The Elite Ayrshire Business Circle

The Elite Ayrshire Business Circle

Thursday, 17 January 2008

Scottish businesses are more confident than their UK counterparts

BUSINESS confidence may have been dented by the tougher conditions of recent months, but Scottish firms are facing 2008 with confidence, according to the Business in Britain survey from Lloyds TSB Commercial.

The report, based on the responses of more than 1,800 UK firms, shows that the balance of firms expecting improved, rather than worsening conditions over the next six months stands at 23 per cent in Scotland compared with 18 per cent UK-wide. Scottish businesses report stronger figures for confidence in future orders, sales and profits.

Scotland also reports strong turnover figures in the last six months, with 56 per cent of businesses reporting an increase, 27 per cent no change and 17 per cent a decrease. This compares with 47 per cent of UK businesses reporting an increase, 30 per cent no change and 21 per cent a fall.

The balance of firms which increased rather than reduced employee numbers in the last six months stands at 28 per cent for Scottish businesses compared with just 8 per cent of UK respondents. For the coming six months, the balance of those expecting to recruit stands at 17 per cent in Scotland and 8 per cent for the UK.

There is little evidence that businesses are feeling the pinch on their finances, with only 13 per cent of Scottish firms reporting strains on cash flow. This is the lowest figure reported by any of the regions in the UK, and lower than the national average of 21 per cent. Even the national average is still far below the peak reached during the 1990s recession, when 56 per cent of firms reported problems with cash flow.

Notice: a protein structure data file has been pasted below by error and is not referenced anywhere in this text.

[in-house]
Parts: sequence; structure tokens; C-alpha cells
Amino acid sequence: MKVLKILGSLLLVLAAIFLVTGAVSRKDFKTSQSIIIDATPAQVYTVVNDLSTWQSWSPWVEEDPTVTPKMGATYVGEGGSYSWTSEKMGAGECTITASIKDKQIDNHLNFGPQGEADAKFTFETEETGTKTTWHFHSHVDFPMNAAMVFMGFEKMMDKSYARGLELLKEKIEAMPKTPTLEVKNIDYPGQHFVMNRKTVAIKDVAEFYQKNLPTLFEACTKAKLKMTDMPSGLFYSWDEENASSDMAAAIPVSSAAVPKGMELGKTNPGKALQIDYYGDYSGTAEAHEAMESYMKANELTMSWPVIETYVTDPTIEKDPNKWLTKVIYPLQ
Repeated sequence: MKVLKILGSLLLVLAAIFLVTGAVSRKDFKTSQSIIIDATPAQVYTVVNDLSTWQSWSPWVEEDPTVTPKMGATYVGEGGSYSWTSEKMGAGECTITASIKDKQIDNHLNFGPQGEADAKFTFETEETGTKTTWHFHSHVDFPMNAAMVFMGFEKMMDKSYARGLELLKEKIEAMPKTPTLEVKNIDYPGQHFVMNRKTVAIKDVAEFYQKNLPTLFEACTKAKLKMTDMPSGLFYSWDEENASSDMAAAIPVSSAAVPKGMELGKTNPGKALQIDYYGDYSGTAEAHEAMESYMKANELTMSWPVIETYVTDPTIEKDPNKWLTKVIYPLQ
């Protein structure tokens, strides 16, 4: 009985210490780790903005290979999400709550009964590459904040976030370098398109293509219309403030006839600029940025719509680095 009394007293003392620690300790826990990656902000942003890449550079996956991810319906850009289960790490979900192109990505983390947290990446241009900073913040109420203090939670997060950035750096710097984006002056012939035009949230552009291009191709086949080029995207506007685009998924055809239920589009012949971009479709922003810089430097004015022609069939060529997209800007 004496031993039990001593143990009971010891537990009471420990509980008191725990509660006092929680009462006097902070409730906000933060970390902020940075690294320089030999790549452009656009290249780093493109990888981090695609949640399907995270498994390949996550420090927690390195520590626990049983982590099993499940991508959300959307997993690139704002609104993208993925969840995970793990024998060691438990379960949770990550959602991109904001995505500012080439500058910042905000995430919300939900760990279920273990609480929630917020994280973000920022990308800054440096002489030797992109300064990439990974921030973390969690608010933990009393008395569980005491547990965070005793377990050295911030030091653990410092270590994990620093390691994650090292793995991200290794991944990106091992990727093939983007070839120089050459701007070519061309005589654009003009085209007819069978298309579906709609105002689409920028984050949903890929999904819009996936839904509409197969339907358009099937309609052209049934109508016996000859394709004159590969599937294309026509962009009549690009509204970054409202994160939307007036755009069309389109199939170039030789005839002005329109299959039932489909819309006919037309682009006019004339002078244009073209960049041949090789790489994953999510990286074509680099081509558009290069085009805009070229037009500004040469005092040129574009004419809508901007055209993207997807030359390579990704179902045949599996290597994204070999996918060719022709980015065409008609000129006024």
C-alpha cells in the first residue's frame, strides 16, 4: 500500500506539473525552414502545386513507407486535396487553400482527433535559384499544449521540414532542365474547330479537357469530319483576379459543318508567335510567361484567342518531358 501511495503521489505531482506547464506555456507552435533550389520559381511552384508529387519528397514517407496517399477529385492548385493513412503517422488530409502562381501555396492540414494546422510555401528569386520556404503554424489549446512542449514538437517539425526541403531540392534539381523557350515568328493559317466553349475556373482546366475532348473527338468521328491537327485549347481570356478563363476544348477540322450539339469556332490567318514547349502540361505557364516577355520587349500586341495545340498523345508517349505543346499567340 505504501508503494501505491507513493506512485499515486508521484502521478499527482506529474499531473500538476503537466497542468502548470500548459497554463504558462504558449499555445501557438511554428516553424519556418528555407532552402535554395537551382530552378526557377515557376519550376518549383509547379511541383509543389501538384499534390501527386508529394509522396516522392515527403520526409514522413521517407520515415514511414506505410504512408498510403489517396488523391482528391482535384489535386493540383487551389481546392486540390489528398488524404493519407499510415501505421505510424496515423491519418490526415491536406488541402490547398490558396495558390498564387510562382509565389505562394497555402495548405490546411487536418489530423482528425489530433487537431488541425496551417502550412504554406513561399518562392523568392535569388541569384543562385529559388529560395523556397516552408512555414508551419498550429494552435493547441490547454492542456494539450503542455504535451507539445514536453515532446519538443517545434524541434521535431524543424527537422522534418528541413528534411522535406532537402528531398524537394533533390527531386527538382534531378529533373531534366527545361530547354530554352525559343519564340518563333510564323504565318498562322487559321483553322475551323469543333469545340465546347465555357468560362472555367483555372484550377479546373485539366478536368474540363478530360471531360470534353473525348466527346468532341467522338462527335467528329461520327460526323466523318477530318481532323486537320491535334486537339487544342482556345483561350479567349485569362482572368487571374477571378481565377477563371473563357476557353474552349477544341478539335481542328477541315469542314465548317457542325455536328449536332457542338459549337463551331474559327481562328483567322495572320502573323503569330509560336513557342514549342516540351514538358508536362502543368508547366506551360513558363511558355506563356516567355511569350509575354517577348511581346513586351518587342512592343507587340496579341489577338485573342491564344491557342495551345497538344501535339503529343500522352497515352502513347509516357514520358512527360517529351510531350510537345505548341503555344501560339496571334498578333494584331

Despite the tougher times ahead, firms are still optimistic about their scope for increasing prices, in the hope of countering falling sales. The balance of UK firms expecting to be able to raise prices has reached a 15 year high of 34 per cent - up from 23 per cent in the last survey. The figure for Scotland is higher still at 39 per cent. This could have implications for the Bank of England, which has to consider inflationary pressures when making interest rate decisions over the coming months.

Lloyds TSB Scotland corporate and commercial director Manus Fullerton said: “Across the board, Scottish businesses have presented stronger results than the UK average, suggesting they are in robust shape. There is no shortage of talk of difficult times ahead economically, but Scotland appears to be in confident mood – a mood echoed by the findings of our Scottish Business Monitor earlier this month.

“Businesses may well tighten their financial belts in the months ahead, but there is still little evidence of the gloom and doom gripping Scottish commerce.”

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